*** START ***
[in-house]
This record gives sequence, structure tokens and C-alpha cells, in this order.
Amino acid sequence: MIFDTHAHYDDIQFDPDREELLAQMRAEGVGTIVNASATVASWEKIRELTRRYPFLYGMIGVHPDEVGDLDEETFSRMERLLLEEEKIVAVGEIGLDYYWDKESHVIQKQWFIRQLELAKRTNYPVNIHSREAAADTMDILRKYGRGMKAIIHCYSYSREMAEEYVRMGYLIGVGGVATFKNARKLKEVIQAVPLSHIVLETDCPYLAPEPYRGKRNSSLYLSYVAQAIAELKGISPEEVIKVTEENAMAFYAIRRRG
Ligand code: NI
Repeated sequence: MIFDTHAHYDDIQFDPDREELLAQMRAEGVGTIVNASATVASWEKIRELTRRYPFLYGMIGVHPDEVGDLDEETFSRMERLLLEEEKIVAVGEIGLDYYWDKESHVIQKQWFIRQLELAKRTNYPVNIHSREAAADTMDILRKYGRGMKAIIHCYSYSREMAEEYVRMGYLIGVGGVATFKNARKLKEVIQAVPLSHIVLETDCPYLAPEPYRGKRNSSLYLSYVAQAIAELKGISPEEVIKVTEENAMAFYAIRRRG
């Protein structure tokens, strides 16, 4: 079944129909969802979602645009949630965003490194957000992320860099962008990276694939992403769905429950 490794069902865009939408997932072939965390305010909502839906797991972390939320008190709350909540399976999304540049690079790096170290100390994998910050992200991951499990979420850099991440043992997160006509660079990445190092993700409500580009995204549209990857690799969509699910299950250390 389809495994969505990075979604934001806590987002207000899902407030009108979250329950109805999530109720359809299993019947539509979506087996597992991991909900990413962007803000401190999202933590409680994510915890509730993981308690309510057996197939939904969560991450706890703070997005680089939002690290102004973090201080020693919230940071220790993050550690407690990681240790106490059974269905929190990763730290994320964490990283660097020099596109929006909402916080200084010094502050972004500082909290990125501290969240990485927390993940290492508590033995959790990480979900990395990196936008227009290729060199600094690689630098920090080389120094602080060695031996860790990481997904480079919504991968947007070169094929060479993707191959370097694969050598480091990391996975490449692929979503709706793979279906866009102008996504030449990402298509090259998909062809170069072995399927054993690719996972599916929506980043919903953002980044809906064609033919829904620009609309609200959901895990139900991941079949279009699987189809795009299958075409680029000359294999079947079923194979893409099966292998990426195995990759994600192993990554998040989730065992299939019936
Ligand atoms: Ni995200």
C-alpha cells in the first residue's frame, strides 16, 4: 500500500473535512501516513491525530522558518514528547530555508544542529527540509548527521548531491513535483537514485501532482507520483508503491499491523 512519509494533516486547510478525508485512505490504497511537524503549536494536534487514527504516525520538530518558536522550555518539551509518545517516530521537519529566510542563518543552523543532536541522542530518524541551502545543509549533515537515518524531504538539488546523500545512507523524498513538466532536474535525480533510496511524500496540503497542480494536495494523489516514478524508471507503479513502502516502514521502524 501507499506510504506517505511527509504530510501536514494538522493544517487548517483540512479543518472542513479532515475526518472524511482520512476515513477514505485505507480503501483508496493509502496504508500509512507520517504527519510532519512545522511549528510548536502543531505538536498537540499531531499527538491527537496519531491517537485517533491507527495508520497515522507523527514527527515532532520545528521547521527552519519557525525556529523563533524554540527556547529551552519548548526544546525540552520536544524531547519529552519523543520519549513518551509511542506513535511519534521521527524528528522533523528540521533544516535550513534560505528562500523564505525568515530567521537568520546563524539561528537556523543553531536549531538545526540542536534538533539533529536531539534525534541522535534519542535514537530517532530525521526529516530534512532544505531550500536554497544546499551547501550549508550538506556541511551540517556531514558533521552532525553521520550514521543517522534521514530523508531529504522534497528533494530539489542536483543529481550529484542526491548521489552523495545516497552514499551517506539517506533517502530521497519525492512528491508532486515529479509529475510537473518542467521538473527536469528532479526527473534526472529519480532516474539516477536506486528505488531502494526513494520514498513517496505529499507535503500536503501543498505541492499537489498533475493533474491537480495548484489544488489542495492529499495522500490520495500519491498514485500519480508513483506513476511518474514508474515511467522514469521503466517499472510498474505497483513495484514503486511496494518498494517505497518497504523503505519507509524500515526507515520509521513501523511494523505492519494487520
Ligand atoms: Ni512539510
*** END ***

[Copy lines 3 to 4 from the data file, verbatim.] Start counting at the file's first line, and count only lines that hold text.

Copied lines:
Amino acid sequence: MIFDTHAHYDDIQFDPDREELLAQMRAEGVGTIVNASATVASWEKIRELTRRYPFLYGMIGVHPDEVGDLDEETFSRMERLLLEEEKIVAVGEIGLDYYWDKESHVIQKQWFIRQLELAKRTNYPVNIHSREAAADTMDILRKYGRGMKAIIHCYSYSREMAEEYVRMGYLIGVGGVATFKNARKLKEVIQAVPLSHIVLETDCPYLAPEPYRGKRNSSLYLSYVAQAIAELKGISPEEVIKVTEENAMAFYAIRRRG
Ligand code: NI